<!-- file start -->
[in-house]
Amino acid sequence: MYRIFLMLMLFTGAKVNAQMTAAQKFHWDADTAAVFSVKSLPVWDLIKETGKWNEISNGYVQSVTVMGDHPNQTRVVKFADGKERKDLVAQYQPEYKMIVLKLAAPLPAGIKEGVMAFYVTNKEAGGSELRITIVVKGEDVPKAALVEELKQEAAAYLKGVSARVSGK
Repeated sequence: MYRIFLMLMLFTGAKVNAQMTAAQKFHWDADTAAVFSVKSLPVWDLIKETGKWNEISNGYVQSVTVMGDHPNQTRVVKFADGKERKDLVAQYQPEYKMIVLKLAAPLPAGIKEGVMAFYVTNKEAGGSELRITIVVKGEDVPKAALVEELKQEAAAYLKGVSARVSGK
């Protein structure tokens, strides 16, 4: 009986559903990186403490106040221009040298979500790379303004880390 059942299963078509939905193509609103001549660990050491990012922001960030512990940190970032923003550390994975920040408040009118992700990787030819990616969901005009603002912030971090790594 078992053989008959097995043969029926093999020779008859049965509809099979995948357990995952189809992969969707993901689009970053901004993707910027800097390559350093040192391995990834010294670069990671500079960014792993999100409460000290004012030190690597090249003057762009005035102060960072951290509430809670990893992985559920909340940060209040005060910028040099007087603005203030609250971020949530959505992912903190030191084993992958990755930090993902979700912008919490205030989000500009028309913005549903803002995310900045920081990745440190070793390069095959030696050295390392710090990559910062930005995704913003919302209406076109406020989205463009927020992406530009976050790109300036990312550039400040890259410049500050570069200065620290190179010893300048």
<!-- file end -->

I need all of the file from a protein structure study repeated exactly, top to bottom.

[in-house]
Amino acid sequence: MYRIFLMLMLFTGAKVNAQMTAAQKFHWDADTAAVFSVKSLPVWDLIKETGKWNEISNGYVQSVTVMGDHPNQTRVVKFADGKERKDLVAQYQPEYKMIVLKLAAPLPAGIKEGVMAFYVTNKEAGGSELRITIVVKGEDVPKAALVEELKQEAAAYLKGVSARVSGK
Repeated sequence: MYRIFLMLMLFTGAKVNAQMTAAQKFHWDADTAAVFSVKSLPVWDLIKETGKWNEISNGYVQSVTVMGDHPNQTRVVKFADGKERKDLVAQYQPEYKMIVLKLAAPLPAGIKEGVMAFYVTNKEAGGSELRITIVVKGEDVPKAALVEELKQEAAAYLKGVSARVSGK
């Protein structure tokens, strides 16, 4: 009986559903990186403490106040221009040298979500790379303004880390 059942299963078509939905193509609103001549660990050491990012922001960030512990940190970032923003550390994975920040408040009118992700990787030819990616969901005009603002912030971090790594 078992053989008959097995043969029926093999020779008859049965509809099979995948357990995952189809992969969707993901689009970053901004993707910027800097390559350093040192391995990834010294670069990671500079960014792993999100409460000290004012030190690597090249003057762009005035102060960072951290509430809670990893992985559920909340940060209040005060910028040099007087603005203030609250971020949530959505992912903190030191084993992958990755930090993902979700912008919490205030989000500009028309913005549903803002995310900045920081990745440190070793390069095959030696050295390392710090990559910062930005995704913003919302209406076109406020989205463009927020992406530009976050790109300036990312550039400040890259410049500050570069200065620290190179010893300048």